(It’s really not that difficult…and not at all as painful as joining the Borg collective on “Star Trek.”)

When you create a new event, just make sure you assign it to this new calendar category.

Once your spouse accepts your invitation to the shared family calendar, any new event you create will also immediately appear in her own Calendar app. (She does need to ‘accept it.’) And she can do the same for your calendar!
(Remember, you can view multiple calendars together on one screen.)

It’s a perfect two-way flow of information to schedule your active lives.
Totally synced… so the two of you can be in sync!

And you don’t have to change or give up anything about your existing personal calendar. It’s all additive.
(The shared events show up as a different color.)

Brilliant!

Cloud Calendars Rock
My wife and I have been using our shared iCloud family calendar for the past few years, and it’s been a game changer for us. It even keeps us organized between our check-in scheduling conversations, because our Calendar apps let us know when a new event has been added.

So, it effectively provides real-time updates to our ever-changing family schedules.

I know there are any number of shared-calendar apps out there, but I’m always partial to using native applications for my technology solutions.

Resistance is Futile
Our son is eight years old, but I know he’s already just a few years away from using smartphone tech. (Exactly how many years is a topic for another conversation.) I expect that shared cloud calendars are already firmly established as a key digital tool for families with older kids.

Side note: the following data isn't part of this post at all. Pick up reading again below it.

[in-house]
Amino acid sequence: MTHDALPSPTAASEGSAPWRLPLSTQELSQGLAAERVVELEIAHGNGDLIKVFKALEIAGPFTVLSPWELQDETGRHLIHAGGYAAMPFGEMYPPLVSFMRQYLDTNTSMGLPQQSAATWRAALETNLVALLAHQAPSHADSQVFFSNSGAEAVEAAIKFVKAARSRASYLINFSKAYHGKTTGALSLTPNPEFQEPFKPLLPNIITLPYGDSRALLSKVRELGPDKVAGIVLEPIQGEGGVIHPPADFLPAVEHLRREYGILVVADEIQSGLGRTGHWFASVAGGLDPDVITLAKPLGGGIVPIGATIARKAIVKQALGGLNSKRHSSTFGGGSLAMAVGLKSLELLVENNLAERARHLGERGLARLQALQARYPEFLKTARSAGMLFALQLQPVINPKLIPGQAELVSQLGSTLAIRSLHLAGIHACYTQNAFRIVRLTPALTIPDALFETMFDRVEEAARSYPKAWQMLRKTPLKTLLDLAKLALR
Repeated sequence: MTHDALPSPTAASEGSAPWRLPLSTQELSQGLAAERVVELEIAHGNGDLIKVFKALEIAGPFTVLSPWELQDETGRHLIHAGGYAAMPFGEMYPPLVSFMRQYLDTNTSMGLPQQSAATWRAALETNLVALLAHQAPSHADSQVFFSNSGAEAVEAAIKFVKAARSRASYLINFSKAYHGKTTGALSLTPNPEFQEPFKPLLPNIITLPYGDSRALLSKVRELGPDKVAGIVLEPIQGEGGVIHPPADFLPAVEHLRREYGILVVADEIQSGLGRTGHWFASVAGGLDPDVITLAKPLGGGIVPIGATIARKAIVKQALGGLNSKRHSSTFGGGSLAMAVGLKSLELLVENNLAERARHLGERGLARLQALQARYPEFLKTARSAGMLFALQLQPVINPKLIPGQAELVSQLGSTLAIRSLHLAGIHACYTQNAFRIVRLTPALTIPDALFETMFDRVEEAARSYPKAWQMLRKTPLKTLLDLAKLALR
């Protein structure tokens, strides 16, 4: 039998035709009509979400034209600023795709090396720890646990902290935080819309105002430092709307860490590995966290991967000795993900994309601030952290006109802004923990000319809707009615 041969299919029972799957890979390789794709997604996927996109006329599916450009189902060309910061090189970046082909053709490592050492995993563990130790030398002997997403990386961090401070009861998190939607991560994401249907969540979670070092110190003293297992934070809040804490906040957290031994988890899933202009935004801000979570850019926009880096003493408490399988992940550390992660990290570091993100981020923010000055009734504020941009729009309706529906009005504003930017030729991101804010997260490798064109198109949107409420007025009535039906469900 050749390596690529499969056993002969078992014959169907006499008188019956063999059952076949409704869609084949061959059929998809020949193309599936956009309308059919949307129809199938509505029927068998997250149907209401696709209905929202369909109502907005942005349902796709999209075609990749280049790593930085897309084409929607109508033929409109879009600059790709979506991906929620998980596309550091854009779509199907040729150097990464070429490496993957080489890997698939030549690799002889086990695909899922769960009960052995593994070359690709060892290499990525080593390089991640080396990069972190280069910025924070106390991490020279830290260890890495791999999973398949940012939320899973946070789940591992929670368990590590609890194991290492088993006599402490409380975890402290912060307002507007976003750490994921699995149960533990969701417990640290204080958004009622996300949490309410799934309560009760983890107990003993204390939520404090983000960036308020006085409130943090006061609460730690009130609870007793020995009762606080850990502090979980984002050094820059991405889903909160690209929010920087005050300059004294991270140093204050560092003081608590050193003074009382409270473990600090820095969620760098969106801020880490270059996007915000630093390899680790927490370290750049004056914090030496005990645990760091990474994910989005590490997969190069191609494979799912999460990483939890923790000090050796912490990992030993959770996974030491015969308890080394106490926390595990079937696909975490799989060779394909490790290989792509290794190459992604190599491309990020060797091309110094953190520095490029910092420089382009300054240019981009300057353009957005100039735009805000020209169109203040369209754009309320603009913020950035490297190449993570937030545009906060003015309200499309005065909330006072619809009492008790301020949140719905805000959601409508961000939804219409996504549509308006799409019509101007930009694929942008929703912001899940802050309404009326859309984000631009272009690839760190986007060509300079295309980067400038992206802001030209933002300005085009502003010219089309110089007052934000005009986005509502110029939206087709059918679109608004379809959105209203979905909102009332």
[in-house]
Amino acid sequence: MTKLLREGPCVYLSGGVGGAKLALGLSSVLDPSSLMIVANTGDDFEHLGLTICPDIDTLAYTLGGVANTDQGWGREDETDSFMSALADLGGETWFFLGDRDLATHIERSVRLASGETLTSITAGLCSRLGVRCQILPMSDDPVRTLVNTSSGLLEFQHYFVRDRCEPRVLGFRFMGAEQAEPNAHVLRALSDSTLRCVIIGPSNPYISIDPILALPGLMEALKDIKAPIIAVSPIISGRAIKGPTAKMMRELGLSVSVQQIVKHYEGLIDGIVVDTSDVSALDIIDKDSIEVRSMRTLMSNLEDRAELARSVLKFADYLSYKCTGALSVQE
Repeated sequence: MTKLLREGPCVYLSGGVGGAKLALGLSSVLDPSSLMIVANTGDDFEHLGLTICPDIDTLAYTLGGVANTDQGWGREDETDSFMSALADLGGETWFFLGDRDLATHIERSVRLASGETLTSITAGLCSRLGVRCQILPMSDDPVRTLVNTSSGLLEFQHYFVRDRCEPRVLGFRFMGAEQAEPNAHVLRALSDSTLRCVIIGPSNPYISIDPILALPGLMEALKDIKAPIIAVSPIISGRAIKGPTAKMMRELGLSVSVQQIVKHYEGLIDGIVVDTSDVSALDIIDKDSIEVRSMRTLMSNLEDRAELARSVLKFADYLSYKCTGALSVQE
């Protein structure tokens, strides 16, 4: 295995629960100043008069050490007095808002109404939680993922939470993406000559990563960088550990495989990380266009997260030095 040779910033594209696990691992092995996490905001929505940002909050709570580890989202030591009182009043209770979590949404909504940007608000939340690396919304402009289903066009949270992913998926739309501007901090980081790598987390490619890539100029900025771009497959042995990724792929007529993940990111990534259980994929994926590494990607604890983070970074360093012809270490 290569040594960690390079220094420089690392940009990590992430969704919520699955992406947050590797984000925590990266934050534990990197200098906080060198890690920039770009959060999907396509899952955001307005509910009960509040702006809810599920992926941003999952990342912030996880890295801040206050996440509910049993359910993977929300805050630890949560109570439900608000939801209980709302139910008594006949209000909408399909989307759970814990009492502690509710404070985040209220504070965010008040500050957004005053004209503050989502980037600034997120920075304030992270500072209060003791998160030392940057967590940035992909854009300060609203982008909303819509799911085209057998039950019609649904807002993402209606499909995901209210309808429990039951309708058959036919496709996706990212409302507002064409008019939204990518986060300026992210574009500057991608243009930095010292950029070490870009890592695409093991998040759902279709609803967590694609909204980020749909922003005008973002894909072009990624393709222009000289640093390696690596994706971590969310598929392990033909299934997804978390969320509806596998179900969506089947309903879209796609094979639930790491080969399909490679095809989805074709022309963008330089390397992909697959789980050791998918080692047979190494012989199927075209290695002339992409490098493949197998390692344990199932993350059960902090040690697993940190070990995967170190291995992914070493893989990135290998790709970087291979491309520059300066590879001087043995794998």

But if you’re not yet savvy to this Borg-like connectivity, I urge you not to resist joining the ‘collective-think’ advantage of using a shared iCloud calendar.

4 Ways to Handle the Mess of Taking Too Many Pictures

Irony is everywhere… especially when it comes to taking pictures. If you’re having a hard time managing and sharing all of your disorganized digital photos, you’re not alone. I’ve got a few tips to help you get back on track…

Now that summertime has unofficially begun, I’d like to share a little warning… Don’t fall for what I call the “Quadrotriticale Paradox.”

Remember that “Star Trek” episode titled “The Trouble with Tribbles” where those cute furballs found their way into a poisoned storage bin of quadrotriticale? All of the tribbles had a big feast, but many ended up starving after eating the poisoned grain.

What does this have to do with all of those summer photos you’re going to be taking…? If you’re snapping hundreds of pictures, your family and friends may still feel like they’re starving to receive a few images that show what you’ve been up to.

What’s the Plan?
We all want to share our best summer moments, but the “Quadrotriticale Paradox” can get in the way. The truth is the more pictures your take, the lower the odds you’ll actually find the time to go through, organize and share your top photos.

Short of taking fewer pictures…
The best way to reverse the effects of the paradox is have a good plan on how to unlock and release your photographic treasures.